SuperCell is a Finnish company that makes and distributes the mobile game “Clash of Clans.”  SuperCell is owned primarily by the Chinese multinational Tencent, the “world’s largest video game vender.”  The patentee GREE is a Japanese mobile game developer and holds a number of mobile-device game related patents.

On May 7, 2021 a jury sided with Gree in a patent infringment lawsuit, holding SuperCell liable and awarding $92 million in infringement damages.

GreeSuperCellVerdictForm.  The jury also found the infringement willful and that the patent claims were not invalid.  In the coming months, Judge Gilstrap will rule on the soon-to-be-filed JMOL motions and also rule on the question of enhanced damages associated with the adjudged willful infringement. GREE also asked for injunctive relief in its final pre-trial contention and so that will come up as well.

Today, the Federal Circuit decided a parallel case involving a separate GREE patent — not one subject to the recent jury verdict. U.S. Patent Number 9,897,799.  For this patent, SuperCell filed a petition for Post Grant Review. The PTO granted the petition and eventually found the claims invalid under Section 101. On appeal here, the Federal Circuit has affirmed that judgment. In particular, the appellate panel agreed that the claims are directed to “the abstract idea of associating game objects and moving one or more of the objects.”  Further, the claims did not include any inventive step going beyond the routine and conventional.

The most important part of this decision is where the court (effectively) says “Claim It.”  There is some suggestion in the caselaw that a patentee might describe specific improvements within the detailed description and then include broader claims that encompass those improvements, but at a more general level.  Here, GREE described particular syntax of touches and swipes within the specification. ON appeal, the Federal Circuit found that those elements didn’t count for the Alice analysis because they were not claimed.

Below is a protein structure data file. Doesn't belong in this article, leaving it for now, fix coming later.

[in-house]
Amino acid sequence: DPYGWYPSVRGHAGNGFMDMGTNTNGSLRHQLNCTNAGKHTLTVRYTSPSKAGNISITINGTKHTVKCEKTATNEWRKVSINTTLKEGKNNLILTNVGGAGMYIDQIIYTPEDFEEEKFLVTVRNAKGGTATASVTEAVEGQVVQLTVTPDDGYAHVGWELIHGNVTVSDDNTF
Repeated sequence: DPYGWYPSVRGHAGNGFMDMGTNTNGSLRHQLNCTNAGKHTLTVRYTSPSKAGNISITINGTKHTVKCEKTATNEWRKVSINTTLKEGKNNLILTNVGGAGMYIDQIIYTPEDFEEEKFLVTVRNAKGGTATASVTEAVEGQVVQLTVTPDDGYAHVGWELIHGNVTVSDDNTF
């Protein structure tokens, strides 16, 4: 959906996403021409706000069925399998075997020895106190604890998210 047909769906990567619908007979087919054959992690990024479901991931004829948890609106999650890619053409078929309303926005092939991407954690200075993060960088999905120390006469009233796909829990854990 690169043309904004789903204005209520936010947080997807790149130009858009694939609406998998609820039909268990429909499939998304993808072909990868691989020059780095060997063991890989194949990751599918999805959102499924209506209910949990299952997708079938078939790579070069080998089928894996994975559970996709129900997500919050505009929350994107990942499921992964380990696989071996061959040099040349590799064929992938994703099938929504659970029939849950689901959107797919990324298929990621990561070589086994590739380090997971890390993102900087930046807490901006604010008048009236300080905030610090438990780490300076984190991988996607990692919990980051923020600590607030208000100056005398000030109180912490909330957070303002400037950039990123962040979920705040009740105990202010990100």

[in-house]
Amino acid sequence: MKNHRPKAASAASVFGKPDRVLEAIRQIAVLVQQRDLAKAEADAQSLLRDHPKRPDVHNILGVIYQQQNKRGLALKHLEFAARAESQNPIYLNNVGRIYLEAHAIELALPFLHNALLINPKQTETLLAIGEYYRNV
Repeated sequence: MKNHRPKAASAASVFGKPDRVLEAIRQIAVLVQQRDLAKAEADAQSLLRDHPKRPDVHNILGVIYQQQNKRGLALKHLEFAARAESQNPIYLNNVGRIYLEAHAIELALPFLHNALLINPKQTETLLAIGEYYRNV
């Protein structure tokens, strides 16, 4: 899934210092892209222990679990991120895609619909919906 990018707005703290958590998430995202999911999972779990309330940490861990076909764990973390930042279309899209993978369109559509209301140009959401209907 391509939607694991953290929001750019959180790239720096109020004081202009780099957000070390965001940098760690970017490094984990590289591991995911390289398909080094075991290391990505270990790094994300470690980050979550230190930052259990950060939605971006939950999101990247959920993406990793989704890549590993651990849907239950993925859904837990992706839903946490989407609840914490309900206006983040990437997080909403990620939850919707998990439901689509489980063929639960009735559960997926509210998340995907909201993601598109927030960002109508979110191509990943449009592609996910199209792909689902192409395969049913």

The Board also correctly explained that none of the syntax of touches and swipes that GREE cites as its inventive step are captured in any of the elements of the claims.

Slip Op.

= = = = =

1. A computer-implemented method for operating a computer game, the method comprising:

storing, in a storage module, a plurality of virtual objects and the arrangements of those virtual objects on a game field;

accepting, via an input face configured to detect a touch operation, operation information regarding a touch operation performed by a user;

associating, using a processor, a plurality of virtual objects as a group; determining, using a processor, whether the operation information comprises a direction operation;

upon determining that the operation information comprises a direction operation, moving, using a moving processor, one or more of the plurality of associated objects as a group in the direction indicated by the direction operation;

storing, in a storage module, the new arrangements on the game field of the one or more of the plurality of associated objects moved with the moving processor;

displaying, on a computer screen, the game field and the plurality of virtual objects arranged on the game field; and